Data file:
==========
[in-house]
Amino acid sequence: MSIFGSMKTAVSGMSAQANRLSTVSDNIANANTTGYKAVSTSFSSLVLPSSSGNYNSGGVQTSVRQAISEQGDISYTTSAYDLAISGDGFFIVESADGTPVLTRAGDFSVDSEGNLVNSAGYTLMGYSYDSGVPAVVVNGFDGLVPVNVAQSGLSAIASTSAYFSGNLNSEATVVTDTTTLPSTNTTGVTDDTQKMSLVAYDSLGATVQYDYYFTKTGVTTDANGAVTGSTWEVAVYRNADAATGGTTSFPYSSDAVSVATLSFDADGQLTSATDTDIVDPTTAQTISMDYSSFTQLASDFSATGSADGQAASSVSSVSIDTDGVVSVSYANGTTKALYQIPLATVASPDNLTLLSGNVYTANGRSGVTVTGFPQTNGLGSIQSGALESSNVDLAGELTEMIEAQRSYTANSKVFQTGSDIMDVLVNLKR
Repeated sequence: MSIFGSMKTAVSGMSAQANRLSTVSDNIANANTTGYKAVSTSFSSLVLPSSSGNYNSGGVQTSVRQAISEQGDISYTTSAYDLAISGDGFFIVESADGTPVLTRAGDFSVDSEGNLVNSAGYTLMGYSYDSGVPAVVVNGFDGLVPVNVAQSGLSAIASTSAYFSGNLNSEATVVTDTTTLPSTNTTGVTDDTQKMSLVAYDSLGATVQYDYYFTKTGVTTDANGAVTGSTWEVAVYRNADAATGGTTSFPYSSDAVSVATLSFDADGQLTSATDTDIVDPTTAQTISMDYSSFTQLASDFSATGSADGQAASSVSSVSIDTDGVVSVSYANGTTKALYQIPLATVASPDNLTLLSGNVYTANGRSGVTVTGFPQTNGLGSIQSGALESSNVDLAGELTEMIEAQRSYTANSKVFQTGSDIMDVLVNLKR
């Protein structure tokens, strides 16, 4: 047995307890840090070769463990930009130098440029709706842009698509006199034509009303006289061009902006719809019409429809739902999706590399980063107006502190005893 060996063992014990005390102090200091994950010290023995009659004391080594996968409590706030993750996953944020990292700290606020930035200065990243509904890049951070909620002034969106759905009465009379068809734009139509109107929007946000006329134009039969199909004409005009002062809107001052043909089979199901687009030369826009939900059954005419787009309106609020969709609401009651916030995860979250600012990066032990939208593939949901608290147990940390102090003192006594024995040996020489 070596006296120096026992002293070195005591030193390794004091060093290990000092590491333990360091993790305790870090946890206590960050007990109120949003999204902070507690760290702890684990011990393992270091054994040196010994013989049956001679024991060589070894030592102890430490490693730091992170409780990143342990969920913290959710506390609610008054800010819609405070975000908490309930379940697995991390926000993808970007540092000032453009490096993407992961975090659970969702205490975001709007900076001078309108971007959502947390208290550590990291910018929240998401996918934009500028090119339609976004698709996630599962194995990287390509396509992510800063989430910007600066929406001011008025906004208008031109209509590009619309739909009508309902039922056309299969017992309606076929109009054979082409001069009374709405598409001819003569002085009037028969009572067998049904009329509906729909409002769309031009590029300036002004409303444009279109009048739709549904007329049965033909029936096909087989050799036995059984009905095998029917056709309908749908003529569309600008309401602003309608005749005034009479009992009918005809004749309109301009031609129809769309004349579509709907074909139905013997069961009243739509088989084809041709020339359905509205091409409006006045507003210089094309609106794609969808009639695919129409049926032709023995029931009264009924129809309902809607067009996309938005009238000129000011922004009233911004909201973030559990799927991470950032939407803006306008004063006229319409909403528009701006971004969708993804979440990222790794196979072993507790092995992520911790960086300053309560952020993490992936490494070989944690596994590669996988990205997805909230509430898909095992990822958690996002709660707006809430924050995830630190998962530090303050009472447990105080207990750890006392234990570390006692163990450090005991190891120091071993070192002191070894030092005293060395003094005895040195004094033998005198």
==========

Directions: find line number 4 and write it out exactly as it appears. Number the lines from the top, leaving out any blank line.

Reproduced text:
């Protein structure tokens, strides 16, 4: 047995307890840090070769463990930009130098440029709706842009698509006199034509009303006289061009902006719809019409429809739902999706590399980063107006502190005893 060996063992014990005390102090200091994950010290023995009659004391080594996968409590706030993750996953944020990292700290606020930035200065990243509904890049951070909620002034969106759905009465009379068809734009139509109107929007946000006329134009039969199909004409005009002062809107001052043909089979199901687009030369826009939900059954005419787009309106609020969709609401009651916030995860979250600012990066032990939208593939949901608290147990940390102090003192006594024995040996020489 070596006296120096026992002293070195005591030193390794004091060093290990000092590491333990360091993790305790870090946890206590960050007990109120949003999204902070507690760290702890684990011990393992270091054994040196010994013989049956001679024991060589070894030592102890430490490693730091992170409780990143342990969920913290959710506390609610008054800010819609405070975000908490309930379940697995991390926000993808970007540092000032453009490096993407992961975090659970969702205490975001709007900076001078309108971007959502947390208290550590990291910018929240998401996918934009500028090119339609976004698709996630599962194995990287390509396509992510800063989430910007600066929406001011008025906004208008031109209509590009619309739909009508309902039922056309299969017992309606076929109009054979082409001069009374709405598409001819003569002085009037028969009572067998049904009329509906729909409002769309031009590029300036002004409303444009279109009048739709549904007329049965033909029936096909087989050799036995059984009905095998029917056709309908749908003529569309600008309401602003309608005749005034009479009992009918005809004749309109301009031609129809769309004349579509709907074909139905013997069961009243739509088989084809041709020339359905509205091409409006006045507003210089094309609106794609969808009639695919129409049926032709023995029931009264009924129809309902809607067009996309938005009238000129000011922004009233911004909201973030559990799927991470950032939407803006306008004063006229319409909403528009701006971004969708993804979440990222790794196979072993507790092995992520911790960086300053309560952020993490992936490494070989944690596994590669996988990205997805909230509430898909095992990822958690996002709660707006809430924050995830630190998962530090303050009472447990105080207990750890006392234990570390006692163990450090005991190891120091071993070192002191070894030092005293060395003094005895040195004094033998005198």